An iPad may not be the same as a full computer, but it's getting pretty close.
Dan AckermanEditorial Director / Computers and Gaming
Dan Ackerman leads CNET's coverage of computers and gaming hardware. A New York native and former radio DJ, he's also a regular TV talking head and the author of "The Tetris Effect" (Hachette/PublicAffairs), a non-fiction gaming and business history book that has earned rave reviews from the New York Times, Fortune, LA Review of Books, and many other publications.
"Upends the standard Silicon Valley, Steve Jobs/Mark Zuckerberg technology-creation myth... the story shines." -- The New York Times
ExpertiseI've been testing and reviewing computer and gaming hardware for over 20 years, covering every console launch since the Dreamcast and every MacBook...ever.Credentials
Author of the award-winning, NY Times-reviewed nonfiction book The Tetris Effect; Longtime consumer technology expert for CBS Mornings
It's one of the great philosophical debates of our time: Can an
replace a laptop? From day one, way back in 2010, we've been trying to turn
's iconic tablet into a computer replacement, with mixed success.
If you're a media consumer and online reader, then it's a fairly simple transition, as long as the apps you want are available in the
App Store, or through the Safari web browser. If you spend most of your time writing, designing or editing, it's a more complicated situation, and at least as beholden to the right software and accessories as the iPad hardware itself.
Here's what you can do to make that iPad feel a lot more like a laptop:
Connect a keyboard
The biggest physical difference between an iPad and a laptop is that the former is a simple glass and aluminum slate, while the latter is a two-part clamshell with a hinged keyboard attached to the screen. Naturally, the first step toward making your iPad more laptop-like is finding some way to replicate that clamshell feel.
There are several styles of iPad keyboard. Some are simple standalone keyboards that sit aside your tablet, others are keyboard docks with a slot in the base that acts as a stand for the screen. But the most common version combines a keyboard with a wraparound plastic or fabric case. That's the most laptop-like of the three, but also usually the biggest and heaviest.
iPad keyboards typically connect via Bluetooth and require power via a rechargeable battery. One other important note, there are several sizes of iPad, including two iPad Pro models, the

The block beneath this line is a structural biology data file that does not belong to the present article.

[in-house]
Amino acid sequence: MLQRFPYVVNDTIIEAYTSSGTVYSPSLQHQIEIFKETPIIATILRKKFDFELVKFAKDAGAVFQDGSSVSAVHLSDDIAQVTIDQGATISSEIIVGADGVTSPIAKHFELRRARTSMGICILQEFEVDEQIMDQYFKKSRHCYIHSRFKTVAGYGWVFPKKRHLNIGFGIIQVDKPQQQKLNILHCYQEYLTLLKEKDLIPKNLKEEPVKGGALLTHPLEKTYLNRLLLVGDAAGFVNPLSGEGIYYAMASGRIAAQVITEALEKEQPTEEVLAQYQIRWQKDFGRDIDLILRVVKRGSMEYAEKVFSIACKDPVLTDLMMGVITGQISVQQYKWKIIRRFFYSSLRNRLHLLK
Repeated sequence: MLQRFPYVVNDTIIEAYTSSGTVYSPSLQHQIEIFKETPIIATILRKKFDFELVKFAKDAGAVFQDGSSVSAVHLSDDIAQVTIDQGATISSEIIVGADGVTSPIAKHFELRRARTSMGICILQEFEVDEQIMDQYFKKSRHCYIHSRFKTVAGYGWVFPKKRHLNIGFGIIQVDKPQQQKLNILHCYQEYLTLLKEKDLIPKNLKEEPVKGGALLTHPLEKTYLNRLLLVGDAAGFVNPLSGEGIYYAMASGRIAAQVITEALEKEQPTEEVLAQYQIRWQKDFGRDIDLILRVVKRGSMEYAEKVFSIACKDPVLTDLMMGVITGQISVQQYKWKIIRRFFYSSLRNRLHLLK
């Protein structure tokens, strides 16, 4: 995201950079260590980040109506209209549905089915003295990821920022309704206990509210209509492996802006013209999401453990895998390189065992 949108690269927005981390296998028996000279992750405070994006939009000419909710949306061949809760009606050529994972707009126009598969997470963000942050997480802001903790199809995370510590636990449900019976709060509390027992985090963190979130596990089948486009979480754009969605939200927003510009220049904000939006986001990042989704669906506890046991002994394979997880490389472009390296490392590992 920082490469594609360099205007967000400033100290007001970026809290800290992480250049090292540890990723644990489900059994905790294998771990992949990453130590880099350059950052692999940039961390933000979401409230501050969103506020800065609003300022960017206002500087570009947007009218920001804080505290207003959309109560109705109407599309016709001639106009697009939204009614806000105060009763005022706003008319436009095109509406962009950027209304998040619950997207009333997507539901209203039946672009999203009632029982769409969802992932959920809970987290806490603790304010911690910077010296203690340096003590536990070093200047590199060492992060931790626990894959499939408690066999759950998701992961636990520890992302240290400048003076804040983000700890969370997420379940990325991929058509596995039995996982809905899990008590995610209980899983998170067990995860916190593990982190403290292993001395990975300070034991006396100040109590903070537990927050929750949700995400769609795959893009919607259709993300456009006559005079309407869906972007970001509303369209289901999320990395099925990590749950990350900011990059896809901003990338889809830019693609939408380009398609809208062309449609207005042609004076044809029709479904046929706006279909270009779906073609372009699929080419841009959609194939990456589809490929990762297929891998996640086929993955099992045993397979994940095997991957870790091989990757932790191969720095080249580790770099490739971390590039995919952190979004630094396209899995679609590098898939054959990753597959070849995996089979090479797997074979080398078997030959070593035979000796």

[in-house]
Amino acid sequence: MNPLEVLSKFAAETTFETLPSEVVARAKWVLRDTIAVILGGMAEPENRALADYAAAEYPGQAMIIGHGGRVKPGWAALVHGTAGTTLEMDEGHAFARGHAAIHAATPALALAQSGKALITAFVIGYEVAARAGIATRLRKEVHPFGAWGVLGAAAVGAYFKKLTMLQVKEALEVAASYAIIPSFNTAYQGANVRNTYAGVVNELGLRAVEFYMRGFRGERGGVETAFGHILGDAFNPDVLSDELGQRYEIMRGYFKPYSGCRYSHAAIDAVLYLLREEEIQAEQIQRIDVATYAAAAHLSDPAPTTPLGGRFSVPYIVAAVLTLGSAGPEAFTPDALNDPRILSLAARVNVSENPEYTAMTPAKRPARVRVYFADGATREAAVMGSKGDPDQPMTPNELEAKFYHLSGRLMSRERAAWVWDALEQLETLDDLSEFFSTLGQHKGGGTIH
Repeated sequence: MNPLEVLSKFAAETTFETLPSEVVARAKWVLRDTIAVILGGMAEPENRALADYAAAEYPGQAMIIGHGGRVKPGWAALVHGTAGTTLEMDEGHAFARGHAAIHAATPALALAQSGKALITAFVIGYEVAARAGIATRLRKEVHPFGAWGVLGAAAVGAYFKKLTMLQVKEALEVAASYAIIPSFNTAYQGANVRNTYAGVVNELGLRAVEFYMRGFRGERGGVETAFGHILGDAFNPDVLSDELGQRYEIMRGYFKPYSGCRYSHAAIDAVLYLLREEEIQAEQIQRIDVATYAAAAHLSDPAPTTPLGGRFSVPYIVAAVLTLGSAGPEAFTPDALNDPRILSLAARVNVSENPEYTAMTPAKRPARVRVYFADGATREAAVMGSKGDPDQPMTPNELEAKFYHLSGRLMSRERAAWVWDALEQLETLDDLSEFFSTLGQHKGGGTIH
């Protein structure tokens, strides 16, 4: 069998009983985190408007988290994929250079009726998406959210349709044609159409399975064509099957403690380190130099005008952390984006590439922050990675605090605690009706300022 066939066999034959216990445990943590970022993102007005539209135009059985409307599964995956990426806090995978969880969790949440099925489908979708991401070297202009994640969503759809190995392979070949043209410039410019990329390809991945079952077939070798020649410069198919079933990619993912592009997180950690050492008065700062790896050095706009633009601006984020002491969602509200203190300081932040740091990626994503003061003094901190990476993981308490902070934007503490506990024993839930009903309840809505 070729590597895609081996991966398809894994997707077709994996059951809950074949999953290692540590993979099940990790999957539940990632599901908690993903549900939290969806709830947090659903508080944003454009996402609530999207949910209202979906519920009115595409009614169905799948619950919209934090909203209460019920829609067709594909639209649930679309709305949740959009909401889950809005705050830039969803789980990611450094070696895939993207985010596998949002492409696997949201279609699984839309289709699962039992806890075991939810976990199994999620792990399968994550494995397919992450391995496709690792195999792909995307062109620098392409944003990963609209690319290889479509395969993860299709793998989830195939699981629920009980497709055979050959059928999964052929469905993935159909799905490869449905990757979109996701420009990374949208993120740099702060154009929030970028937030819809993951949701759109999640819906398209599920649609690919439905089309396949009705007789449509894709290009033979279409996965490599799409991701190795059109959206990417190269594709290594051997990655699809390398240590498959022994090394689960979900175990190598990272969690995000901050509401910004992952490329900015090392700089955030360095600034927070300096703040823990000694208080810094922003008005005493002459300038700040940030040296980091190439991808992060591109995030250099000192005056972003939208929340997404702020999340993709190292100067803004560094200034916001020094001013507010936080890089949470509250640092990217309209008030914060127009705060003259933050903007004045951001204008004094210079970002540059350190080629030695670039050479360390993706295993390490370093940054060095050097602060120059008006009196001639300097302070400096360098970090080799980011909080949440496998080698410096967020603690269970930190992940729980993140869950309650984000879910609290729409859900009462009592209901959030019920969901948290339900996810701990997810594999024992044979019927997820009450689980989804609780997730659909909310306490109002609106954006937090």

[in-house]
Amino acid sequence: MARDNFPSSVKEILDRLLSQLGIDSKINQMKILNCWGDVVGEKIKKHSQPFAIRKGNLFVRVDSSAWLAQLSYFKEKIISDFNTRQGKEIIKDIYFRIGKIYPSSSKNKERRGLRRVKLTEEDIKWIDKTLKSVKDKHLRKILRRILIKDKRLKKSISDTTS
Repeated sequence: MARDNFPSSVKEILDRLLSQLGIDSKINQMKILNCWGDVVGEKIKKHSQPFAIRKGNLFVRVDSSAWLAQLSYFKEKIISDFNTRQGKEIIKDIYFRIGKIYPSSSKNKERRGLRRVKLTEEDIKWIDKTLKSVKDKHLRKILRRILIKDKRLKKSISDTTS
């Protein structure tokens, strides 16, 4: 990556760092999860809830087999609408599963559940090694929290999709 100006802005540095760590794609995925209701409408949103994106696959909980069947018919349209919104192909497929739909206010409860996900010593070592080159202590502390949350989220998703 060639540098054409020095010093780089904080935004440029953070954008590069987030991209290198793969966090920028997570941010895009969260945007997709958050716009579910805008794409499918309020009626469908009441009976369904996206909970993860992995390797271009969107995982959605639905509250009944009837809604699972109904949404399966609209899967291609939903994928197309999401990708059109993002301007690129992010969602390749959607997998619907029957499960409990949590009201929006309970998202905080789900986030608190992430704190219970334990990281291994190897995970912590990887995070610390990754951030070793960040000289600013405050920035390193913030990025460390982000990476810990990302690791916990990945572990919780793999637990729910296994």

, plus older models which can also vary in size, so make sure you're buying the right keyboard for your iPad.
Apple's walled garden of an app store limits what software you can install on an iPad, which is a far cry from the anything-goes world of Windows PCs. That said, iOS versions of many of the apps you'll probably want are available, and cloud-based apps, accessible through the web browser, can cover some of the remaining ground.
For word processing and office tasks, I prefer Google Docs or
's Office Online, both of which are free and very versatile, and work with files created for Word, Excel and other common productivity apps.
Netflix, Amazon Video, Spotify and most major media streaming services have native iOS apps, as do most of the big cable TV providers, which gives you an easy way to stream TV on your iPad-turned-laptop.
Where you might run into a problem is art and creative apps such as Photoshop. There are iOS versions of Photoshop and other Adobe software packages, but they're generally for minor tweaking and editing, and nothing at all like the traditional Windows/macOS versions. For artists, however, iOS apps like SketchBook and Photoshop Sketch offer laptop-like levels of interaction, especially when used with the excellent iPad Pro pencil stylus.
Grab a game controller
Since the first days of the iPad, we've used these as on-the-go gaming machines. And while there have been a lot of great iPad games over the years, they've mostly relied on onscreen controls, with a lot of tapping and swiping. That's great for card and puzzle games, less so for shooters and expansive role-playing games.
It took all the way until we hit iOS 7 a few years ago for Apple to officially support gamepad-style control pads for games, similar to the ones used for PC and console gaming. Frankly, support for these devices still isn't perfect, but it's a nice way to get a more PC-like feel from iPad games. These devices generally run about $50-$100, and work on both iPhones and iPads.
Closer than ever
With all these laptop-like features and accessories, are we any closer to bridging the iPad/laptop gap? Apple certainly seems to think so, pushing the iPad Pro as a serious computer replacement in a recent series of ads.
I asked a version of this question back when the original iPad was first released in 2010, comparing it to a
, a type of low-cost Windows laptop popular at the time (today's equivalent might be a Chromebook). Seven years ago, my conclusion was:
"So, with a bigger screen, more productivity apps, such as the iWork suite, and even an optional wireless keyboard, can we ditch our laptops and Netbooks for an iPad? The short answer is probably not. Based on a comparison of features of the $499 iPad and a typical $299-$499 Netbook-style laptop, there are many important ways in which the iPad is not an adequate substitute."
But today, especially with the faster, more capable iPad Pro and the excellent keyboard covers and docks available for it, plus the excellent productivity and creativity apps in the iOS app store, the iPad is a closer competitor than ever before to the classic laptop. Just don't ask for a mouse.